At a high school reunion a few months ago, a group of us were recalling with nostalgia the pay phones and calling cards we once used to connect with friends, the sound (and excruciatingly slow speed) of dial-up internet, and the game-changing introduction of the iPod around the time we were heading to college.
Since then, the pace of technological advancement has been dizzying, with more data and information generated and stored than our 18-year-old selves could have imagined. Now, I can stream an obscure, never-released Velvet Underground album (as I write this!) or watch my favorite cult classic with a few clicks.
As an individual, it’s easy to take for granted these everyday luxuries afforded to us through the recent explosion of new technology and big data. But businesses are more likely to appreciate the impact big data is having on their bottom line – operations have leaned and customer support has improved following the introduction of intelligence systems and big data analytics. Governments are also jumping on the big data bandwagon, transforming the way they keep track of populations with new national identification registries and healthcare systems based on biometric technologies and cloud-based platforms.
Natural resource management is similarly primed to take advantage of the big data revolution. A shared challenge in managing many natural resources is the unobservable and dynamic nature of the resources themselves.
John Sheperd famously noted that “Counting fish is just like counting trees -- except that they are invisible and keep moving.” But with new technology, the paradigm of unobservability and uncertainty that has guided centuries of natural resource management practices is now set to change.
For the first time, we can measure greenhouse gas emissions (broadly and specifically), watch fishing activities, observe deforestation, monitor water storage and use, and generally track the exploitation of natural resources in near real-time from space.
Recent emLab research has demonstrated the utility of big data for natural resource management.
We have shown that big data can be harnessed to reveal the effectiveness and net benefit of fishery policy: aggressive anti-illegal fishing campaigns may be a novel way to avoid short-term losses associated with fisheries management reform.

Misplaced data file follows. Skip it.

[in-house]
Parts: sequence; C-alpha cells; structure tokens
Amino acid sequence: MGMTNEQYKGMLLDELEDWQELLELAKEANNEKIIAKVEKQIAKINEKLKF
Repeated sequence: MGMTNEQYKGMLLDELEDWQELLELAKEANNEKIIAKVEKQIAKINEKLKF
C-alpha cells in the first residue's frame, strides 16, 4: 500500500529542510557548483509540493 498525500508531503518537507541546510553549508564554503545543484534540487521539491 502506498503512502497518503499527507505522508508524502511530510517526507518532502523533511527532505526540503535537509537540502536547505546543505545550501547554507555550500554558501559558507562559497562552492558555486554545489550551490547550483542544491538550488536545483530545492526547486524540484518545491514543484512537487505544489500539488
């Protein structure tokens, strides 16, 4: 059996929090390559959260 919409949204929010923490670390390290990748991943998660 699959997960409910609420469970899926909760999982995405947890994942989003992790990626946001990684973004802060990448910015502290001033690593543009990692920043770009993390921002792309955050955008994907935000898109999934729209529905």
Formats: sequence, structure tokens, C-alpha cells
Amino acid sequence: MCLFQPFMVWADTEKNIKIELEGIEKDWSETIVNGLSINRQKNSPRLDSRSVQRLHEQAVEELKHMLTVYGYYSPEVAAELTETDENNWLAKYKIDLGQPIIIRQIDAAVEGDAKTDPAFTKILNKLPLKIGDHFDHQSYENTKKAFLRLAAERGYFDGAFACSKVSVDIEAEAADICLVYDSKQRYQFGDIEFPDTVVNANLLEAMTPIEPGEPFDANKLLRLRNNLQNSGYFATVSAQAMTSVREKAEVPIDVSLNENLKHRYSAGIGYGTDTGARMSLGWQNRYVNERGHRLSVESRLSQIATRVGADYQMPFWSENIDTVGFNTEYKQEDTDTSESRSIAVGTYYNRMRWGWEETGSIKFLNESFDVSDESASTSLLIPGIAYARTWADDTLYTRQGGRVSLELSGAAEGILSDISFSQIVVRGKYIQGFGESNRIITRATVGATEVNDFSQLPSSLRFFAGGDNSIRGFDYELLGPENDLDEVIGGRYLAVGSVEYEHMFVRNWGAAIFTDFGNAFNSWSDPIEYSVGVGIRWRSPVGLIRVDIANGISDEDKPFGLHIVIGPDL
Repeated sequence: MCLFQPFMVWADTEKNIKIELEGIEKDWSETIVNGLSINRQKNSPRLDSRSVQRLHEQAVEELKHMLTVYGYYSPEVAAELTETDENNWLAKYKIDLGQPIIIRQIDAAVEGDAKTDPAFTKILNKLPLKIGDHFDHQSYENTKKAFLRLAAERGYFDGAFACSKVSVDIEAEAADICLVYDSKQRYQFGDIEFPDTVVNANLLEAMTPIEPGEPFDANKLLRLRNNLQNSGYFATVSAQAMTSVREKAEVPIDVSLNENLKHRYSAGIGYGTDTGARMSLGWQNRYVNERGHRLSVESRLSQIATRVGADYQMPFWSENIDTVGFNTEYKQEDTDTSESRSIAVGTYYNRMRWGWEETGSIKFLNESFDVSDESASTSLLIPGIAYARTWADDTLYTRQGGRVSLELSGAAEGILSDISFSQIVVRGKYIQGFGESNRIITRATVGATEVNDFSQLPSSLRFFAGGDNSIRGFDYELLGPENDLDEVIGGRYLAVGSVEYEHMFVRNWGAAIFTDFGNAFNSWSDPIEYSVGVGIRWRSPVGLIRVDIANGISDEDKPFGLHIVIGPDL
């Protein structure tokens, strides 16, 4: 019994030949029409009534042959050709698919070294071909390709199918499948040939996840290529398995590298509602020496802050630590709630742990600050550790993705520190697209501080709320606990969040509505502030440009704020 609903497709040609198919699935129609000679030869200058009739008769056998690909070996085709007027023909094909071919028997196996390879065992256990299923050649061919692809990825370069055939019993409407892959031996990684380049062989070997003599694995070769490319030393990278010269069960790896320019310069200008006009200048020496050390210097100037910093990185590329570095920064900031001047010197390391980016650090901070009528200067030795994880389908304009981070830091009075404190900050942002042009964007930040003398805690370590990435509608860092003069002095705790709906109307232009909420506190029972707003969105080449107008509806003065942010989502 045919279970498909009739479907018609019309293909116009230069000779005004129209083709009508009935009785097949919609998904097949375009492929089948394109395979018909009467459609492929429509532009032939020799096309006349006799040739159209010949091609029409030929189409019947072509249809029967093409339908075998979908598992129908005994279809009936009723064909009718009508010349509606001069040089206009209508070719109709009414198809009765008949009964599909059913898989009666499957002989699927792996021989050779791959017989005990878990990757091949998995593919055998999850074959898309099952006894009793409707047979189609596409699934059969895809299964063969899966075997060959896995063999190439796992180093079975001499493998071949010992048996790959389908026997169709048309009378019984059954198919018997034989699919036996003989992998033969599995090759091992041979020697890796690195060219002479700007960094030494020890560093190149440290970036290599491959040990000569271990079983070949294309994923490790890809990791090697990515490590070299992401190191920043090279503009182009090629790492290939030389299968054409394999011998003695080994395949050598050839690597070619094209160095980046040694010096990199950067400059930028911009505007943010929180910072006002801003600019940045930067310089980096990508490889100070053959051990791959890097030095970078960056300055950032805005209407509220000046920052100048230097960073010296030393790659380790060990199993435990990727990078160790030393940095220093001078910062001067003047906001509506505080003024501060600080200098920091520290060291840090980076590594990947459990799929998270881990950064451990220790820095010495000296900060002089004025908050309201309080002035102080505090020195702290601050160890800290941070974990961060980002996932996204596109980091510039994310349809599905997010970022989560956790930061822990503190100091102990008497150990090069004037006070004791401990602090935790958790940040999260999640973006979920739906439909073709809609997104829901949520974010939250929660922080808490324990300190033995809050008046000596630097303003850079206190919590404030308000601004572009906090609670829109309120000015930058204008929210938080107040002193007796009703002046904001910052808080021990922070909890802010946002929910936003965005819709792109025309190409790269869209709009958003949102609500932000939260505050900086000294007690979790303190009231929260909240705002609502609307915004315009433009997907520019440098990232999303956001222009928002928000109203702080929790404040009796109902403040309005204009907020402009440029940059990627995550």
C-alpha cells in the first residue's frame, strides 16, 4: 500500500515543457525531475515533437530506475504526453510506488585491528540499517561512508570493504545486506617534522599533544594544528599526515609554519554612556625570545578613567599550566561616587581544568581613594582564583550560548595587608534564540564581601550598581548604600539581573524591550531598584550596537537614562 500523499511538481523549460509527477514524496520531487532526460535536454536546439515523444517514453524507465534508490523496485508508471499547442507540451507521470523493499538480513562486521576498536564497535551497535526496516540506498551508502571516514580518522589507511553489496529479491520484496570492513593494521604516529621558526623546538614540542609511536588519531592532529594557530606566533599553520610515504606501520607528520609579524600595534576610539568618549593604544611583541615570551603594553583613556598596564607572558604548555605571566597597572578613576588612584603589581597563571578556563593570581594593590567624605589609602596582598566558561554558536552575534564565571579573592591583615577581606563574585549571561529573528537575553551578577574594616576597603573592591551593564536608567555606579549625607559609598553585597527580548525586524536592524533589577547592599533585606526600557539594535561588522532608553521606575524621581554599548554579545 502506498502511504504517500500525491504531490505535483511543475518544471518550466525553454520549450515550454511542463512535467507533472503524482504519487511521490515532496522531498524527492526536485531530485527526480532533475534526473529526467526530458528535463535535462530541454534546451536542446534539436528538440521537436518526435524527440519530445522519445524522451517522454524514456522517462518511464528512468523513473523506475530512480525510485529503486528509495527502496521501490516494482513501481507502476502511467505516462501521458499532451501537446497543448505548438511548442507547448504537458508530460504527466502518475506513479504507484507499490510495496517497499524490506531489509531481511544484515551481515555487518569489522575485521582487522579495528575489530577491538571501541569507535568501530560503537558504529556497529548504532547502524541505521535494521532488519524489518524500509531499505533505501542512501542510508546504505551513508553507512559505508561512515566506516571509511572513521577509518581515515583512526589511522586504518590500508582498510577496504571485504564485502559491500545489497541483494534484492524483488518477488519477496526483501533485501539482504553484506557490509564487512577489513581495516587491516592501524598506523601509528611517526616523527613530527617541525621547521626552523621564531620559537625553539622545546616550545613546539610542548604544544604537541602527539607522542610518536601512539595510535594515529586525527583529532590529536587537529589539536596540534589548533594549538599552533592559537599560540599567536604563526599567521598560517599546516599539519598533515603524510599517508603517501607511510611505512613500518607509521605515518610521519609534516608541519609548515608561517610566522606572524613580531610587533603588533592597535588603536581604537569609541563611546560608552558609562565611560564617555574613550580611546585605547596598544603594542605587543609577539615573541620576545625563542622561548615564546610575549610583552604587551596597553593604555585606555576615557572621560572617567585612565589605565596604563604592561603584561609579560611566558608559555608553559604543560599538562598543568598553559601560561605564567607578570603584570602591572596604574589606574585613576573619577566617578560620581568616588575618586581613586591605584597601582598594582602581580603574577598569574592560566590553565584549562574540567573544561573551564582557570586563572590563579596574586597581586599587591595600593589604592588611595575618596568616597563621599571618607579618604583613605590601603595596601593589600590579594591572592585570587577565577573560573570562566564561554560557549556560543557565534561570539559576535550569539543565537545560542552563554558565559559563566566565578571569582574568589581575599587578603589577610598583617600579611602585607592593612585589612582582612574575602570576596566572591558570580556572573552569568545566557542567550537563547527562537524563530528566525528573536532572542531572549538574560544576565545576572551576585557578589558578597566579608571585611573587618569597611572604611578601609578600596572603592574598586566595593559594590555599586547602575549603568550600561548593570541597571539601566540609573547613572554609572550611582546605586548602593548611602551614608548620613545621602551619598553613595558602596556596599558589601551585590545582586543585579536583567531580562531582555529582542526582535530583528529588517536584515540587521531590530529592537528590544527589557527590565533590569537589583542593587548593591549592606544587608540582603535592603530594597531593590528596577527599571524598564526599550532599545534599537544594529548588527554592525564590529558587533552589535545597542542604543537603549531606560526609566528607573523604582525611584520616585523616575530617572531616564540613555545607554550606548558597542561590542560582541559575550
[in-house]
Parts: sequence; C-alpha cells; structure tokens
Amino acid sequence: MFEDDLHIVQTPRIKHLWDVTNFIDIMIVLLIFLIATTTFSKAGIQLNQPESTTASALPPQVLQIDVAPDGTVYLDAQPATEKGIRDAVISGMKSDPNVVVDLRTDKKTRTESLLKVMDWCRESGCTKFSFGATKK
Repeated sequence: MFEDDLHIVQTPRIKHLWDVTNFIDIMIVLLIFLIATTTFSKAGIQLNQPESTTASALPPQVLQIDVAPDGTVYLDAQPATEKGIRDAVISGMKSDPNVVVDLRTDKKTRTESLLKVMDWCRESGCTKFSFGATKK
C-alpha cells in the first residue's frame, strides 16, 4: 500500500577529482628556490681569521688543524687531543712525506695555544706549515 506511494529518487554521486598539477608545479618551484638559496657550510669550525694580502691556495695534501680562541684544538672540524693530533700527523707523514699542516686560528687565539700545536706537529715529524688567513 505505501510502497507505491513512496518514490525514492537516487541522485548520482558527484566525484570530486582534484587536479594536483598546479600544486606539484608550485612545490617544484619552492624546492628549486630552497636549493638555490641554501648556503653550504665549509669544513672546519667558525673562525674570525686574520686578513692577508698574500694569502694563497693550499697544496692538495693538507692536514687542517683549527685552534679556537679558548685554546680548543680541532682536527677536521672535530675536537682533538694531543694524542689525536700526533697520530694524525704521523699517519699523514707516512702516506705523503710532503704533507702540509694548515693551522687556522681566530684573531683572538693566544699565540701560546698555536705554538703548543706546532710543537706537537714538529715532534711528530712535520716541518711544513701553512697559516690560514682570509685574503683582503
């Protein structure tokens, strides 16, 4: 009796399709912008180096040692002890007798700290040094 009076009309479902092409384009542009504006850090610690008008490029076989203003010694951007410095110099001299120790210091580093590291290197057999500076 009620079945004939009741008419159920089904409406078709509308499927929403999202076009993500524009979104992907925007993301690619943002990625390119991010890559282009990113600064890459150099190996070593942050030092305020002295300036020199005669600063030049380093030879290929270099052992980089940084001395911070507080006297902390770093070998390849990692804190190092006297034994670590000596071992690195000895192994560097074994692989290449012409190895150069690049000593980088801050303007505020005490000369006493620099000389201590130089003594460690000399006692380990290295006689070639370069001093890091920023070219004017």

We have also demonstrated that access to more information has already led to improved fishery outcomes for managers and fishers alike through bycatch reductions, adaptive responses to prevent overfishing quota, enhanced targeting, and greater market access.
We are currently using big data to expose the potential upside to subsidy reform in global fisheries.
With more data being generated than ever before, the conversation around how best to harness the power of big data has largely centered around barriers to its purported impact, namely, cost, legal barriers, privacy concerns, and user trust. These hurdles are substantial, but they will be overcome, which begs the question: then what?
Is big data going to augment and improve the systems we currently have in place? Or will new sources of information beget new institutions and practices that we haven’t yet imagined? Big data has fundamentally changed our everyday lives, why shouldn’t it revolutionize our management systems?
As I sit here on a Monday morning, with my phone telling me that my screen time was down 9% last week, I begin to daydream about a not too distant future in which some device also tells me that my greenhouse gas emissions were up by 15% (I drove to LA to meet my new nephew), my food waste was slightly less than usual (my one year old is ravenous), and my water consumption was down by 20% (I am so behind on laundry!).
Would knowing this information change my behavior? What if I also knew all of these stats for my family? My coworkers? What if they all knew these things about me? Could I set up autopay to immediately purchase relevant offsets to neutralize my uses and update my public statistics? Would companies be similarly incentivized to uphold sustainability targets for fear of loss of reputation?
Would being confronted with the everyday reality of overexploitation force us to finally address it in new – better – ways?
These are the questions that are motivating a group of emLab PIs to think differently about the role big data could play in revolutionizing natural resource management. Rather than merely dreaming about what big data might do, we want to take the opportunity to try to get ahead of the big data trend and reveal new pathways for improved stewardship of our planet’s dwindling resources.